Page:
Accessibility through video captions

I turned on captions for my account on YouTube a while ago when testing something, and forgot to turn them off. Then I realised that almost every YouTube video has captions, whether the owner knew about them or not. It also didn’t take long to realise that the quality of captions left a lot to be desired, as they often didn’t (sometimes to comic effect) match the audio.

In 2006, YouTube introduced the ability to upload captions for your video content, and then in 2009 Google brought captioning together with Automatic Speech Recognition (ASR). Together they became YouTube Auto-caps, and made it possible for captions to be automatically created for your video content.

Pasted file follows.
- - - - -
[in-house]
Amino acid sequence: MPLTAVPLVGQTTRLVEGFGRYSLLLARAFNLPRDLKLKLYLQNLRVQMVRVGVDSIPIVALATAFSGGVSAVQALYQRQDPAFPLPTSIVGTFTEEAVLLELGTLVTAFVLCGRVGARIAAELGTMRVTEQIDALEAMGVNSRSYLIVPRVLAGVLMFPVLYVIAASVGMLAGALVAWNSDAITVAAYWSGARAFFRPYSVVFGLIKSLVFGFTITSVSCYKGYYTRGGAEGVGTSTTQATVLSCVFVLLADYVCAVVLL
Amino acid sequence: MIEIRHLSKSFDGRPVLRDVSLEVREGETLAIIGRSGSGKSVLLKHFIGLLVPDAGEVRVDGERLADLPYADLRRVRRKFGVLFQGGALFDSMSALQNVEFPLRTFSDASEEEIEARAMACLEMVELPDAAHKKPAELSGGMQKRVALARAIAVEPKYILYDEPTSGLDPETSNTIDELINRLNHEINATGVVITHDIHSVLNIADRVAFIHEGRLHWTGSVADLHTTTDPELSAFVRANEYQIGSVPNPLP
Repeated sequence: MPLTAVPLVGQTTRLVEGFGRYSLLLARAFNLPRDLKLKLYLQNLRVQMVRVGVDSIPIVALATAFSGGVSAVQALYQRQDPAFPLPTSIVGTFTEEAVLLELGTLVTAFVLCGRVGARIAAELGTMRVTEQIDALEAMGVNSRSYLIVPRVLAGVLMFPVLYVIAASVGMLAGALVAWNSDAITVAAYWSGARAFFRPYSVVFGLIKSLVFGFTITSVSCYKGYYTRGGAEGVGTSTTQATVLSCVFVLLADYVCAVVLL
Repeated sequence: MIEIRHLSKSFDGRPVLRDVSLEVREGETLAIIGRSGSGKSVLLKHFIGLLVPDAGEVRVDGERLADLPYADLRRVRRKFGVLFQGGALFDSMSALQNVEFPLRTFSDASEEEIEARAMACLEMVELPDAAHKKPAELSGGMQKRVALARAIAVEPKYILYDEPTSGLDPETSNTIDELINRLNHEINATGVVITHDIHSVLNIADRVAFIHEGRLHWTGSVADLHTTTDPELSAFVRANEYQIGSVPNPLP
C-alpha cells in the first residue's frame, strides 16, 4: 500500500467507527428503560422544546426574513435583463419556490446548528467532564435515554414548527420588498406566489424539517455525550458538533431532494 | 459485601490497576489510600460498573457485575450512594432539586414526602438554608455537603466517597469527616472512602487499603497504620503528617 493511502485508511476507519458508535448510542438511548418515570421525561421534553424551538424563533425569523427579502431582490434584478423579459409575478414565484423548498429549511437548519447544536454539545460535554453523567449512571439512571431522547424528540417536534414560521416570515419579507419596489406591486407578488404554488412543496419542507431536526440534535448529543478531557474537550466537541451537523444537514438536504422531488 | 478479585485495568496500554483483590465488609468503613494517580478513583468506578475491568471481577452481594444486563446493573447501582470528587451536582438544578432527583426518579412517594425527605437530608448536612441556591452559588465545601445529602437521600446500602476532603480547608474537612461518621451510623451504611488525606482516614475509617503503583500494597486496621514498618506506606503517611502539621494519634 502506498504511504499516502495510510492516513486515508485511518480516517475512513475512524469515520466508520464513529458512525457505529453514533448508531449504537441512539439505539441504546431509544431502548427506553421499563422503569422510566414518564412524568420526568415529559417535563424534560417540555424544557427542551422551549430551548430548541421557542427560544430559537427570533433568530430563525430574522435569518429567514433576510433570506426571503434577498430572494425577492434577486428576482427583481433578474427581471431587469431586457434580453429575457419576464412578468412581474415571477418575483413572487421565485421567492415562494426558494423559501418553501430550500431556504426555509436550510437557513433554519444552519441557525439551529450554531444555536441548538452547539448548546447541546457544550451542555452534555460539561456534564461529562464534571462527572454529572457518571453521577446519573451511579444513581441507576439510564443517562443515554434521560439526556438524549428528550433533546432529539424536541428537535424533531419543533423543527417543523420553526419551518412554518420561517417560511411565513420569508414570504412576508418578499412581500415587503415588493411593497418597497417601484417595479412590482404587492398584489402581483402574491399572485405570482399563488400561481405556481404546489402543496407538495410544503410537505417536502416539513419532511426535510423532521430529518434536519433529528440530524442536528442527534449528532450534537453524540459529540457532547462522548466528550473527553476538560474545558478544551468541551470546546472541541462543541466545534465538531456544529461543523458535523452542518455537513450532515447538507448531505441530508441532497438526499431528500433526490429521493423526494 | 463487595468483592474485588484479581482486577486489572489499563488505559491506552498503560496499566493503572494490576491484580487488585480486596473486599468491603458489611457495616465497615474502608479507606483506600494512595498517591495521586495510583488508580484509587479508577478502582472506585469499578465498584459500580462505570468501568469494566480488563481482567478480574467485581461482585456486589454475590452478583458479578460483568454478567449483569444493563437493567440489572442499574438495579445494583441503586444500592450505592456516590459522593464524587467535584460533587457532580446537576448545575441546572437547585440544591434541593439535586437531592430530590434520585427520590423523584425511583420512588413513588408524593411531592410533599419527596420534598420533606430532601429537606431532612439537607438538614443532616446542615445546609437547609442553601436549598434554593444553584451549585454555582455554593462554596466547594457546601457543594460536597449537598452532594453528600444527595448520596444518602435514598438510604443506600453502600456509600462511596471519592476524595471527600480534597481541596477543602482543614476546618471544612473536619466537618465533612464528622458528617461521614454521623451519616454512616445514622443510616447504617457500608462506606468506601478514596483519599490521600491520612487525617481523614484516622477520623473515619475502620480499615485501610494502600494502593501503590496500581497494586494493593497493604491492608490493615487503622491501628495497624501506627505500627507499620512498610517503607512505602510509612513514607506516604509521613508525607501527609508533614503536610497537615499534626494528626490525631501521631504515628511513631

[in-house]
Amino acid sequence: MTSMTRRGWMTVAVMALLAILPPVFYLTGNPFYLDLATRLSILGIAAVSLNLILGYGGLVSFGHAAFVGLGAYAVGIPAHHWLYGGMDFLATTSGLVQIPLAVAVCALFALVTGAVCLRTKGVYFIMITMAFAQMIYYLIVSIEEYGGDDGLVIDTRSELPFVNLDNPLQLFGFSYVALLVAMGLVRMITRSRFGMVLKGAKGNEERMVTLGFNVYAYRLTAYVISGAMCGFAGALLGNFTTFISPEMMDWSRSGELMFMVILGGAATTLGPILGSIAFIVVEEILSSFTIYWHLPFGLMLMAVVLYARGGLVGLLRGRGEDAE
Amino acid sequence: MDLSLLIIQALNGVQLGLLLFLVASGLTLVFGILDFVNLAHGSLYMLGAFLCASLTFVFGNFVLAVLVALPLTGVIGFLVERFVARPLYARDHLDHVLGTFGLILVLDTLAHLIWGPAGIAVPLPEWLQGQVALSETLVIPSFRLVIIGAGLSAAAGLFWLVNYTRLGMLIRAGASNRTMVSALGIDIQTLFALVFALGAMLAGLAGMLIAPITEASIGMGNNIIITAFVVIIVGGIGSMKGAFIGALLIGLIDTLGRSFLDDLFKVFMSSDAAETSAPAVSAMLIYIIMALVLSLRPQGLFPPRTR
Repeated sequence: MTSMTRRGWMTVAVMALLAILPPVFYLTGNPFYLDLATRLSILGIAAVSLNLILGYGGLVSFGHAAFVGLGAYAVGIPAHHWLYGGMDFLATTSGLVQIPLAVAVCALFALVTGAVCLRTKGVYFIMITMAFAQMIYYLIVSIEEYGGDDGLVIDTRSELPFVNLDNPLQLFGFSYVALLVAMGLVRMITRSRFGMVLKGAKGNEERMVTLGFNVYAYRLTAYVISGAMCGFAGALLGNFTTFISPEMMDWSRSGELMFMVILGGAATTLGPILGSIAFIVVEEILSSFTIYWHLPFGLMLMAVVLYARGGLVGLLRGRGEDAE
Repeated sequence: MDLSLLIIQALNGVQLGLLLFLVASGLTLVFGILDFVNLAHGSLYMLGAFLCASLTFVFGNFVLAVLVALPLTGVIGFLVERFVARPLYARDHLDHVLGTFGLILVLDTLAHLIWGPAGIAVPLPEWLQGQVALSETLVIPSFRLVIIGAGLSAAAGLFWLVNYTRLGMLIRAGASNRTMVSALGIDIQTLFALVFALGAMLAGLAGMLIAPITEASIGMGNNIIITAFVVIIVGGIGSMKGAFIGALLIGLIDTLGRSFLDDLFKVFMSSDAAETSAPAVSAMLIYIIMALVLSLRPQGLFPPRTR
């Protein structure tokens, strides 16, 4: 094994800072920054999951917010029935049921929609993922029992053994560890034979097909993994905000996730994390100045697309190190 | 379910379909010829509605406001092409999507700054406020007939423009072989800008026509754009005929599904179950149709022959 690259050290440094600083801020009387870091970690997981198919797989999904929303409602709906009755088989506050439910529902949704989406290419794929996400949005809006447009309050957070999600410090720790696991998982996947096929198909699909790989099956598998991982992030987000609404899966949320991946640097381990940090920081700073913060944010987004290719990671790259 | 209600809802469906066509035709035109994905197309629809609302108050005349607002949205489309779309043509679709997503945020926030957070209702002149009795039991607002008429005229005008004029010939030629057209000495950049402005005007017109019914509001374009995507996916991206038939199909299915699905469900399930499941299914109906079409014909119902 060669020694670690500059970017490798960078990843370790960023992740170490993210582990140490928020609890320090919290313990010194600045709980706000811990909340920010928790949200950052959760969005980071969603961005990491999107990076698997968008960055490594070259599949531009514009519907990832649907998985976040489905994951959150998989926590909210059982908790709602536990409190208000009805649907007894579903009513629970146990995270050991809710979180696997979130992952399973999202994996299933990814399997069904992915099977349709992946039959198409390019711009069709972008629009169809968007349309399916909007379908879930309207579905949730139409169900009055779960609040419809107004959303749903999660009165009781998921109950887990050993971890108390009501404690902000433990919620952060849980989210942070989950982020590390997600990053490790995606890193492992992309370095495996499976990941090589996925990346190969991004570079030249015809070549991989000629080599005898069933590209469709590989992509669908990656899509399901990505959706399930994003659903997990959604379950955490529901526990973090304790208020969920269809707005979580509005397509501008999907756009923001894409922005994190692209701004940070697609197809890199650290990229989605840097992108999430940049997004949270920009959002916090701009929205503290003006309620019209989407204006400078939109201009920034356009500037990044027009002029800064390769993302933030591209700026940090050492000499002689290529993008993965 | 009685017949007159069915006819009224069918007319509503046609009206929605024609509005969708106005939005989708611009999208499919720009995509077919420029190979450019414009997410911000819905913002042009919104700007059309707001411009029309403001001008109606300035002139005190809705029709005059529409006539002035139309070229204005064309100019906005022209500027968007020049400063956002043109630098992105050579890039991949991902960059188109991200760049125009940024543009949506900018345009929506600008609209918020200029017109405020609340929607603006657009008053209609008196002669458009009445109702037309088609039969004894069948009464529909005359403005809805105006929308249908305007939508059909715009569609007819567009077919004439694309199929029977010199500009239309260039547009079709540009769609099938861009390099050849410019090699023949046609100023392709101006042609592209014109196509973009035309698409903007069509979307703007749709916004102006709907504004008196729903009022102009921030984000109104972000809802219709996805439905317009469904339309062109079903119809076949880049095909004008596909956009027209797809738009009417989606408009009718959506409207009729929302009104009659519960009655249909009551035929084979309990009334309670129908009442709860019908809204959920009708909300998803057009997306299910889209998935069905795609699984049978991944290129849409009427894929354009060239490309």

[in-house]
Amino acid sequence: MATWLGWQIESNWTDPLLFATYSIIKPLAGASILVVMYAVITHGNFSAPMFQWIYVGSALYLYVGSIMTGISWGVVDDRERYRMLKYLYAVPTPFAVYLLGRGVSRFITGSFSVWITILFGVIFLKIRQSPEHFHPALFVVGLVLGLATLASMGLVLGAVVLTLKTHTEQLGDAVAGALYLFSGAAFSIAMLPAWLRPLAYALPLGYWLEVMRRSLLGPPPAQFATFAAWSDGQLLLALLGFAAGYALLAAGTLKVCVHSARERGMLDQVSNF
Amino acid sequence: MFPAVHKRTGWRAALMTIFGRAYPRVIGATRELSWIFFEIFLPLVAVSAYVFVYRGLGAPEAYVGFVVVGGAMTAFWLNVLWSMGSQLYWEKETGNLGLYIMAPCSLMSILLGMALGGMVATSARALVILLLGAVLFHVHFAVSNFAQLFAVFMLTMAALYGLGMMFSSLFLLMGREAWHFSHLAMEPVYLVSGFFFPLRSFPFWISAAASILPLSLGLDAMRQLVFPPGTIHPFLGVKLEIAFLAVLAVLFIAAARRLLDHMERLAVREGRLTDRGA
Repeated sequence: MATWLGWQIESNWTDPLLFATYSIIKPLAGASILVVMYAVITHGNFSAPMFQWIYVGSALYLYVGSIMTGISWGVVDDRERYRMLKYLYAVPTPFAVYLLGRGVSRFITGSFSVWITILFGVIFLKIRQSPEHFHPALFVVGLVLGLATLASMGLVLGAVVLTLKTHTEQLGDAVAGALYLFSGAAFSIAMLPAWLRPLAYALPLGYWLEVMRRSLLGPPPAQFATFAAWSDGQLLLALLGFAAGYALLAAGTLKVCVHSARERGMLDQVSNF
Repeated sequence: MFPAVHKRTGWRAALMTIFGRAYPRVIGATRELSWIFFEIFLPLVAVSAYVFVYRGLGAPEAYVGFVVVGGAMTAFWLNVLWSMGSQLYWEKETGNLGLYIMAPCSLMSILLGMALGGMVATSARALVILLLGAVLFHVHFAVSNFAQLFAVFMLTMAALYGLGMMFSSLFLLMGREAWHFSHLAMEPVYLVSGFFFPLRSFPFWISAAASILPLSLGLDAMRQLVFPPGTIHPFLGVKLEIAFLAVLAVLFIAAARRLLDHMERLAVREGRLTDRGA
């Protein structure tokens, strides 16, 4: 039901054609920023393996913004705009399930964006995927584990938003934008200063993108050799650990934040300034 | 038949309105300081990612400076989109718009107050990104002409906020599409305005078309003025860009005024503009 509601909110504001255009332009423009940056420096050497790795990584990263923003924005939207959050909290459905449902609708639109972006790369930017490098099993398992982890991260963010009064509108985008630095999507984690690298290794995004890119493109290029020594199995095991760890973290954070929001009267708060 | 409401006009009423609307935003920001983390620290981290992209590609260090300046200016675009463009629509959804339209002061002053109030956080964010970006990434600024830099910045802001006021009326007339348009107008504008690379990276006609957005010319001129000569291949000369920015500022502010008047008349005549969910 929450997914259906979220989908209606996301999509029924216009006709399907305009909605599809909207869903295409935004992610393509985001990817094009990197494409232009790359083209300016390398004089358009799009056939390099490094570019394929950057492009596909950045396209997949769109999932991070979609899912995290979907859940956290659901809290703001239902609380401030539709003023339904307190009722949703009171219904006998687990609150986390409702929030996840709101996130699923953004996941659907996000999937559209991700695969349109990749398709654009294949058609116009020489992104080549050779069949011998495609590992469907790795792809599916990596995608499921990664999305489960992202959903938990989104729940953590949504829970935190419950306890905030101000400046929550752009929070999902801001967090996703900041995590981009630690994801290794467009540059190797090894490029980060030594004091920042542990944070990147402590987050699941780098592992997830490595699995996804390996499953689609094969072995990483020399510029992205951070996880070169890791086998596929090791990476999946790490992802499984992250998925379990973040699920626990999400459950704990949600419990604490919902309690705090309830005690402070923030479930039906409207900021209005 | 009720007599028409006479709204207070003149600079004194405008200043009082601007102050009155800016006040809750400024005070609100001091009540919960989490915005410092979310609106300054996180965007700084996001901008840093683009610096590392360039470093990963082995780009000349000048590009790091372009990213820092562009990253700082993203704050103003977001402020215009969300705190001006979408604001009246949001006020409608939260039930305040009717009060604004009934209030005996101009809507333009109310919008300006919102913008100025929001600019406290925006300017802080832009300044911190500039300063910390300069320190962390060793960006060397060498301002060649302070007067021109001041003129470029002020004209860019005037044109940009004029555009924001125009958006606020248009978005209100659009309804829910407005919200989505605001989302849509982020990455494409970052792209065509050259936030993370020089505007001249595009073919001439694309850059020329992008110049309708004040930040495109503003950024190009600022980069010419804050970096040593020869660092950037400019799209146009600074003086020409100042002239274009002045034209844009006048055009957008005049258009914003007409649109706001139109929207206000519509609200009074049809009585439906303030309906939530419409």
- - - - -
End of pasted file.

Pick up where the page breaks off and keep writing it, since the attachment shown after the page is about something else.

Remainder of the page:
Now activating the captions in the YouTube player causes Auto-caps to kick in and create captions on the fly as the video plays.

Quick recap: captions display the spoken dialogue and important sound effects from your video as on-screen text, synchronised with the original video soundtrack. They make it possible for deaf and hard of hearing people to understand video content with audio and, because they’re text-based captions, they also make your video content easier for search engines to index.

Despite the extraordinary difference Auto-caps have made to the availability of captioned content, from the outset it was clear that even Google’s ASR technology wasn’t perfect. Almost immediately examples of captioning bloopers began to appear, much to the amusement of consumers (if not to the video owners).

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